- Carefully mark down each and every scuff, scratch, and ding on the rental agreement and make sure that you get a copy.
- Thoroughly check all of your camping equipment to ensure that it is there and that it is clean and in proper working condition. Check that your bedding and cookware have been washed. Don’t be afraid to speak up if something doesn’t seem right.
Camping in Namibia
There are many campsites in Namibia and the infrastructure of the country is set-up well to accommodate campers. You’ll find that most of the campsites in Namibia have plenty of shade, well-maintained bathrooms, water and electricity at each site, and often they even offer WiFi.
The price you pay for a campsite will be per person and often you’ll also be charged a fee to enter the park. So once you add up what you’re spending on a rental car plus the campsite and park fees, you may be spending more than you budgeted for.
Expect to pay around 150-230 NAD per person per night (~$13-20 USD). Read all about our favorite campsites in Namibia here!
Rental Car Company Tent and Equipment
If you rent a truck with a rooftop tent, the following equipment will likely be included:
- Water resistant rooftop tent with mattress.
- Cookware – stove, pots, pans, plates, bowls, mugs, cutlery, knives, cutting board, tea kettle, wine/bottle opener.
- Propane tank – ours came full and was plenty of propane for us to cook dinner and make coffee every day for 3 weeks.
- Camp chairs, camp table, lantern, spade, axe.
- First aid kit and maps of Namibia.
- Car equipment – jack, jumper cables, air compressor, and tools.
- At least 1 spare tire (we paid a small fee to have 3 spares included but luckily we never needed them).
For an additional daily fee you can include the following:
- Electric cooler box – having one of these was an absolute necessity so that we could keep our food cold in the hot arid climate of Namibia. It runs off of a second car battery so you don’t have to worry about it draining your main battery.
- Child seat
Things to Bring From Home
Don’t forget to bring along some key road trip camping supplies when packing for your trip:
- FM Transmitter. The truck we rented only had a radio and a CD player. Check with the rental car agency and if your vehicle doesn’t come with Bluetooth or an AUX input make sure you pick up a Bluetooth FM Transmitter. That way you can listen to your own tunes or podcasts on the road. Most also include a USB charging port as well so you can keep you devices charged on the road.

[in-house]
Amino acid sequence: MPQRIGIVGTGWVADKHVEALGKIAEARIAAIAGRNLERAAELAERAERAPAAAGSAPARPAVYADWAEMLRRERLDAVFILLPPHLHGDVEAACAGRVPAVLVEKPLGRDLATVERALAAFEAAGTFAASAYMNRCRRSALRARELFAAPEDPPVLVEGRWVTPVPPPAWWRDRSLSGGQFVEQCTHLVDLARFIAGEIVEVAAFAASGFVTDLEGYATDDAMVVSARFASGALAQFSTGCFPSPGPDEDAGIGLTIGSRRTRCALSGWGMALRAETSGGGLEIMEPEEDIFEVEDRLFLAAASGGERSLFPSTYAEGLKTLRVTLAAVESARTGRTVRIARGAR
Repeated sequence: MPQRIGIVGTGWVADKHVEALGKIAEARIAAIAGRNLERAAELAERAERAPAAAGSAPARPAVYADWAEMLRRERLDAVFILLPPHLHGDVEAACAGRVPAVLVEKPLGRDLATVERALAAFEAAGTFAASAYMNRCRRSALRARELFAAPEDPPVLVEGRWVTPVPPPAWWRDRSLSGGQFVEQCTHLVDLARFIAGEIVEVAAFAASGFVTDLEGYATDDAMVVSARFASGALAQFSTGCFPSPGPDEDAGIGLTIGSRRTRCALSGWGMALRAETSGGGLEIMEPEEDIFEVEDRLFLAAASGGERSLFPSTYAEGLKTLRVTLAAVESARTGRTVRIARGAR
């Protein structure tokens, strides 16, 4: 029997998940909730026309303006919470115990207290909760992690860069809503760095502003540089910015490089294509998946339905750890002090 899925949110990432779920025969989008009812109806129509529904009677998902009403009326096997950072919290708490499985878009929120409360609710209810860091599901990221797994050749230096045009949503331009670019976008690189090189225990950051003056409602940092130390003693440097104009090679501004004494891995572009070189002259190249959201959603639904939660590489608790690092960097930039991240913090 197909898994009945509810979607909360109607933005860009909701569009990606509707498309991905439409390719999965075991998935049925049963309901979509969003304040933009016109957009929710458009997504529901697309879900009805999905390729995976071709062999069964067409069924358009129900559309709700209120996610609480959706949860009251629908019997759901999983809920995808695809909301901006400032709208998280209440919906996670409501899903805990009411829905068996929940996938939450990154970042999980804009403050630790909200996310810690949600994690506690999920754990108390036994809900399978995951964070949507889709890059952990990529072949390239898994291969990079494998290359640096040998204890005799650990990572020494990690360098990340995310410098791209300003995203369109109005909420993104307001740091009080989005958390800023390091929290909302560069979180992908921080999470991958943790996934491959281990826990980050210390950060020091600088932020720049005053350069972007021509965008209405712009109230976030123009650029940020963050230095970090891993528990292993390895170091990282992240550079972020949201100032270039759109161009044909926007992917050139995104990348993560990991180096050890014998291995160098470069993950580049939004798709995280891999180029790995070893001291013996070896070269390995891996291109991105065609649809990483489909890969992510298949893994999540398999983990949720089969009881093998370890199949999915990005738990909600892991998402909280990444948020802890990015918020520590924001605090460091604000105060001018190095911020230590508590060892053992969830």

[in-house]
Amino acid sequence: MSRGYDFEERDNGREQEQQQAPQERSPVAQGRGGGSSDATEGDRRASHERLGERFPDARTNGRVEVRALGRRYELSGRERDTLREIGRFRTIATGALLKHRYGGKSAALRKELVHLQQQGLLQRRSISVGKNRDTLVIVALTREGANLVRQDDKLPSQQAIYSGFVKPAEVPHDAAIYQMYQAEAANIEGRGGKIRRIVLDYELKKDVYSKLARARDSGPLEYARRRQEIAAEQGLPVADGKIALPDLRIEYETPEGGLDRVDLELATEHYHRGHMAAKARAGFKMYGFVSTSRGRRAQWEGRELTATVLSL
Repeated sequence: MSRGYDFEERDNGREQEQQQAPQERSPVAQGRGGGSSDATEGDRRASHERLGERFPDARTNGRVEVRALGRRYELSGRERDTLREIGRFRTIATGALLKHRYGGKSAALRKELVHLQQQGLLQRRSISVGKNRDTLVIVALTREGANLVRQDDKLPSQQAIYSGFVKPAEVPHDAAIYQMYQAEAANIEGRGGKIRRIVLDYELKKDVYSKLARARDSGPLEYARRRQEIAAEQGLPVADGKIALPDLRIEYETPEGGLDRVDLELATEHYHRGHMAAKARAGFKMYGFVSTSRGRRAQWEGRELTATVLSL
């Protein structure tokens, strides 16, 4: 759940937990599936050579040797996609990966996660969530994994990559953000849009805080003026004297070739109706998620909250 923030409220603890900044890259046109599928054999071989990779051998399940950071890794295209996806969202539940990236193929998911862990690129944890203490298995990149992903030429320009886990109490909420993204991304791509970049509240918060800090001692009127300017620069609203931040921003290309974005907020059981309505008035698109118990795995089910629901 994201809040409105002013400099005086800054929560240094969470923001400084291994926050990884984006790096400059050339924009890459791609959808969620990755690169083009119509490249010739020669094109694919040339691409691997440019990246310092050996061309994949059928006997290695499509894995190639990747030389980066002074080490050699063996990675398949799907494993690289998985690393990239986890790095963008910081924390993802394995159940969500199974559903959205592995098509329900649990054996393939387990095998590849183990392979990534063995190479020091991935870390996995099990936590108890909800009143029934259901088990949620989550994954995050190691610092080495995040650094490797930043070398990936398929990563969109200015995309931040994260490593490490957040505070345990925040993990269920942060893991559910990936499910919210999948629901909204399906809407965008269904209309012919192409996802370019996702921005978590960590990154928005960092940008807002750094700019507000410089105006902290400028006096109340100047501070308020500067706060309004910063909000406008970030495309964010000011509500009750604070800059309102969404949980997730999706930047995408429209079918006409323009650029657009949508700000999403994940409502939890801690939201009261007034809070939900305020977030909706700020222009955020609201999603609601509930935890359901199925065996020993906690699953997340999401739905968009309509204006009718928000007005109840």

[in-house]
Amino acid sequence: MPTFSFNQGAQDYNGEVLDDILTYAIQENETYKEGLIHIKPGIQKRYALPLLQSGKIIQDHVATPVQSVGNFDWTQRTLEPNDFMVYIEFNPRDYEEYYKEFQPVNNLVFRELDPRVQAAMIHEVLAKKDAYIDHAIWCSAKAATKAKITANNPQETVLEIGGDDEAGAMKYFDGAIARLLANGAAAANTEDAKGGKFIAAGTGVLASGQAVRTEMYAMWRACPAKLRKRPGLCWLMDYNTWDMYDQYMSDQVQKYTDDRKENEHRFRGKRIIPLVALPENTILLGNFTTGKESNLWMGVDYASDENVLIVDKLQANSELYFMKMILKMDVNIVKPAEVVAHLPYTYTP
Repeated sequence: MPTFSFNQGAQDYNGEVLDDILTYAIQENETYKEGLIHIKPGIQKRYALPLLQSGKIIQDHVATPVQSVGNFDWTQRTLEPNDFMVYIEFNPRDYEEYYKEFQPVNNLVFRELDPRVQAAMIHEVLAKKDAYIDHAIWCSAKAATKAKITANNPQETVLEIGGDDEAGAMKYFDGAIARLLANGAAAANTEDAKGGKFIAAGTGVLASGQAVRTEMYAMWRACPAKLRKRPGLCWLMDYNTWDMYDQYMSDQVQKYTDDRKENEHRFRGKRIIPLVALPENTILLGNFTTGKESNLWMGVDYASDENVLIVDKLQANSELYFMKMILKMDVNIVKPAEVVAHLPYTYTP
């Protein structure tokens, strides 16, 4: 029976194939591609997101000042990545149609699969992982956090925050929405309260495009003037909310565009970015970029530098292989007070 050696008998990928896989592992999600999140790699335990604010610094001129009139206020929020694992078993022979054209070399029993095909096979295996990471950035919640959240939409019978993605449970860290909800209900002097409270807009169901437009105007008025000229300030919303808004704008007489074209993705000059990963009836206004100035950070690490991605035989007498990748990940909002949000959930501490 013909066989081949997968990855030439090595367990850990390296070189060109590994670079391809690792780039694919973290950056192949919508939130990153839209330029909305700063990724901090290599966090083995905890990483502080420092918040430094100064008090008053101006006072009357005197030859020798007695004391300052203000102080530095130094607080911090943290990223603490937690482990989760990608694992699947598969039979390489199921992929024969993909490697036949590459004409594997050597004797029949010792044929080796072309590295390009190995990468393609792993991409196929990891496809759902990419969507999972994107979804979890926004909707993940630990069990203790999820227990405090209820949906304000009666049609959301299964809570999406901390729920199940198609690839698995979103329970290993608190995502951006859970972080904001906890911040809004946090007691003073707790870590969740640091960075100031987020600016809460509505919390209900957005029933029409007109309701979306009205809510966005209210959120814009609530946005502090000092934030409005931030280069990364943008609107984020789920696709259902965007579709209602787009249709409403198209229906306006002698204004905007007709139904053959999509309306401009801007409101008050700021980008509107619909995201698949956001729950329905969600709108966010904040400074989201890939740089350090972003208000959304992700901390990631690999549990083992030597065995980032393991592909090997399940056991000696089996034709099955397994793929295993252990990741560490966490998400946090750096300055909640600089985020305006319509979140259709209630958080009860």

- USB Car Charger. With all the long drives ahead of you in Namibia, you’ll find this is the easiest way to keep your electronics charged. We like this multi-USB car charger because it can charge so many devices simultaneously!
- Travel Towel. Towels are not included in your rental camping gear and campsites don’t provide them. Be sure to bring a quick-dry towel that is large enough for both showering and lounging by the pool.
- Headlamp. Most campgrounds offer some kind of lighting, but you’ll still want one of these for setting up your tent after dark, cooking, and finding your way to the bathroom in the middle of the night. We think Petzel makes the highest quality headlamps at a reasonable price.
- Luci Lights. We love these little inflatable solar-power lanterns and take them on all of our camping adventures. They are easy to charge on your dash and can be strung from trees around camp.
Shopping for Supplies
While the rental car agency will provide you with pretty much everything you’ll need, other than food, there are a few things you’ll likely need to pick up prior to setting off on your adventure:
- Tupperware container to keep the dust out of any luggage or clothing that you’d like to keep clean.
- Salt and pepper grinders, other spices or seasonings, and oil for cooking.
- Dish soap, a sponge and paper towels for clean-up after meals
- A lighter for lighting your stove and starting a fire at your campsite (many campgrounds around Namibia allow fires in designated areas and some even provide firewood)
- Bedding. If you’re going to be camping in Namibia for more than a couple of weeks, the price to purchase a few pillows, a sheet, and a comforter will be almost equal to the price you’ll pay to rent used bedding.
Any other questions about renting a car in Namibia? Comment below!